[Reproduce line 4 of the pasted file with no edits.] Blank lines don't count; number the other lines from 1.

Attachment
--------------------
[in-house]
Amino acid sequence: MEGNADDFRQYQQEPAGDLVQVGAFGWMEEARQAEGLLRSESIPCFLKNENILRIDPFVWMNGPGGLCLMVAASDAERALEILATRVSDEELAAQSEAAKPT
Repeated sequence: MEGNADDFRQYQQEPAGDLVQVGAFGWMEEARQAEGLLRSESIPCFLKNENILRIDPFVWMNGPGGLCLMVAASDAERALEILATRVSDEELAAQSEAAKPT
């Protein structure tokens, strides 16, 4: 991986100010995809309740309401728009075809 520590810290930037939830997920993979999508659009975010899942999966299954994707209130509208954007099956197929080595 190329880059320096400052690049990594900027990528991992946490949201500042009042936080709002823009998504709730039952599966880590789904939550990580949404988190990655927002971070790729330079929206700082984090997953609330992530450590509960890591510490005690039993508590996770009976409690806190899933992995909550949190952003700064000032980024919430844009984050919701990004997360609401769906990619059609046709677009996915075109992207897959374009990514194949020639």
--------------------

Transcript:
């Protein structure tokens, strides 16, 4: 991986100010995809309740309401728009075809 520590810290930037939830997920993979999508659009975010899942999966299954994707209130509208954007099956197929080595 190329880059320096400052690049990594900027990528991992946490949201500042009042936080709002823009998504709730039952599966880590789904939550990580949404988190990655927002971070790729330079929206700082984090997953609330992530450590509960890591510490005690039993508590996770009976409690806190899933992995909550949190952003700064000032980024919430844009984050919701990004997360609401769906990619059609046709677009996915075109992207897959374009990514194949020639």